Disposable Cars and Other Atrocities
So I was innocently enough watching the news last week when a review of hybrid vehicles came on. Technically, it was one of those morning news shows that are more about entertainment and factoids (like talking to the latest Hollywood starlet about their new tell-all book that really doesn’t tell anything) than real hard-hitting journalism (like having deep, philosophical, ideological debates with opposing sides about nuclear proliferation or sustainability issues or if a flag pin does or does not make you patriotic) But to be honest, I don’t think I could handle the latter before a pot and a half of coffee.
I digress. The point about the news/non-news story was that when deciding to purchase a new vehicle, you should compare hybrid vehicles to high mileage compacts because you would have to own the hybrid for a ridiculously long time to economically break even. How long is this tipping point you may ask? Less than 5 years. It is a sad day in over-consumption when people don’t even treat the purchase of a car as a long term purchase. Only 1% of every natural resource we grow, mine, or drill for is still in use 6 months after we purchase it. This disposal-is-cool society that reminds us to use & toss such items as water bottles made from petroleum, dust rags and single use toilet bowl cleaners made from petroleum and cotton, and individually shrink-wrapped potatoes is running down our planet. Even automobiles are starting to edge closer to the disposable category. If everyone in the world consumed and disposed the way American’s do, we would need 3 to 5 earths to supply our needs.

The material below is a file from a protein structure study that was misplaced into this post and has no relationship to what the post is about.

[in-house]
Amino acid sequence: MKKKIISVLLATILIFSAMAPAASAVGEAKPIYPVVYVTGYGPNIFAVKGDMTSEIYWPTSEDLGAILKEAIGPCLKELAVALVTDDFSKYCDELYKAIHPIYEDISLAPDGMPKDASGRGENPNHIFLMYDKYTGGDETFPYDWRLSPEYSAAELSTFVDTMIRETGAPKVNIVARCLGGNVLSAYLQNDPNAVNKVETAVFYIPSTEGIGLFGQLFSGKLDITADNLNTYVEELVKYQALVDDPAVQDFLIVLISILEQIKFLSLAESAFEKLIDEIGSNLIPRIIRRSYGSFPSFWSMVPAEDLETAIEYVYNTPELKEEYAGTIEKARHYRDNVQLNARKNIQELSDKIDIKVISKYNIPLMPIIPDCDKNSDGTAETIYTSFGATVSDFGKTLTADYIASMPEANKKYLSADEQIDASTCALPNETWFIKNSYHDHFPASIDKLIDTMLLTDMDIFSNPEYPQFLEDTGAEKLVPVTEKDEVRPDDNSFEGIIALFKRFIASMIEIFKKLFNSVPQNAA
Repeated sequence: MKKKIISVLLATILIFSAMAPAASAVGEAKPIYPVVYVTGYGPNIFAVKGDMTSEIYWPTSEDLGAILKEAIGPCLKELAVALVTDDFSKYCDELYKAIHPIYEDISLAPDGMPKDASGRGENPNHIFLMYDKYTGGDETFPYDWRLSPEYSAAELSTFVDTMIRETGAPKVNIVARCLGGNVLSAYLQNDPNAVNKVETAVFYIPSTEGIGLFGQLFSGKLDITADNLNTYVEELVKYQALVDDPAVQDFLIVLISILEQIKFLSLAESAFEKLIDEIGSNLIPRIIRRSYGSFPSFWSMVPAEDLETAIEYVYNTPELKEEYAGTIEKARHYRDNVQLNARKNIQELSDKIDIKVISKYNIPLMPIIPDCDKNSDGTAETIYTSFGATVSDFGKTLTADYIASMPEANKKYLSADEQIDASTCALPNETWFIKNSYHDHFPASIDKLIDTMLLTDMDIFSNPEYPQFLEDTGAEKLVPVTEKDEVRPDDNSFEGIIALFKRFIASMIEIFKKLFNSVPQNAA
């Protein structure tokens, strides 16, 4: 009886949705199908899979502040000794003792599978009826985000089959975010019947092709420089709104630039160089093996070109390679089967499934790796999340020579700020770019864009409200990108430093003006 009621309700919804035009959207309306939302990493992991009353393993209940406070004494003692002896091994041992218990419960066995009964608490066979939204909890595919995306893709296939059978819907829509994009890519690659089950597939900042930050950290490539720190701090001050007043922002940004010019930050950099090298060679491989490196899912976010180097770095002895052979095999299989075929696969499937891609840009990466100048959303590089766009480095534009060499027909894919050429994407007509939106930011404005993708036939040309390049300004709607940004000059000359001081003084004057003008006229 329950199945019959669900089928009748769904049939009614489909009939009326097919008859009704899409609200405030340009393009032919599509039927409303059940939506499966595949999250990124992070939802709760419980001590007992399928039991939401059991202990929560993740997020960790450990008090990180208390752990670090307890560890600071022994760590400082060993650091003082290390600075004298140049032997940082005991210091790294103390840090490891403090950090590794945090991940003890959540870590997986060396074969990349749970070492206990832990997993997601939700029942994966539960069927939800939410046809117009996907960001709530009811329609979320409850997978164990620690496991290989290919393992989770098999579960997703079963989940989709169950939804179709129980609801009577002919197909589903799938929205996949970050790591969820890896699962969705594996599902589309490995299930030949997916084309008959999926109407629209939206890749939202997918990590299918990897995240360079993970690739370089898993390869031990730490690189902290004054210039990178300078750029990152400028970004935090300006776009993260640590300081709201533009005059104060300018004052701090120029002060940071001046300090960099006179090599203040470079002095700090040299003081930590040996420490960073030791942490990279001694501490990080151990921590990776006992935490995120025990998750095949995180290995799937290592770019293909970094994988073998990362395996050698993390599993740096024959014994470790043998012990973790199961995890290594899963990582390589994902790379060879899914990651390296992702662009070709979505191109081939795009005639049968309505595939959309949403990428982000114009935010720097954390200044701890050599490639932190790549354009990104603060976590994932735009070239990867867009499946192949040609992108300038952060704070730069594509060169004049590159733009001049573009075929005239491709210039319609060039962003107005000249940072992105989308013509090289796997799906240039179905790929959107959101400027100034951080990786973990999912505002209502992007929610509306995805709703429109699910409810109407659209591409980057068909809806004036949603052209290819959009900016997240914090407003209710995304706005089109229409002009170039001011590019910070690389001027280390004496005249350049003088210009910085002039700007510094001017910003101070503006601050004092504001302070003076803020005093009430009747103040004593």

The car you purchase, even if there is not an immediate economic benefit, has long term economic and environmental effects that are positive. Even if you are not driving the car you purchase after 5 years, some one else will. Pay the environmental and economic savings forward and purchase a car that pollutes less and uses less gas. Also, consider buying pre-owned. This saves oodles of resources from making a new car (withstanding, of course, that the car is still fuel-efficient). When we buy things, durability should be a concern. Environmentalists constantly preach the praises of purchasing a reusable mug for coffee and water, because it reduces waste. However, it is equally important to consider purchasing durable cars, electronics, and clothing.
For tips to increase gas mileage on any car, watch this YouTube video.
And visit this governmental website.
EPA Greenversations is the Environmental Protection Agency’s Blog that has a discussion about what would it take for many American’s to change their driving habits.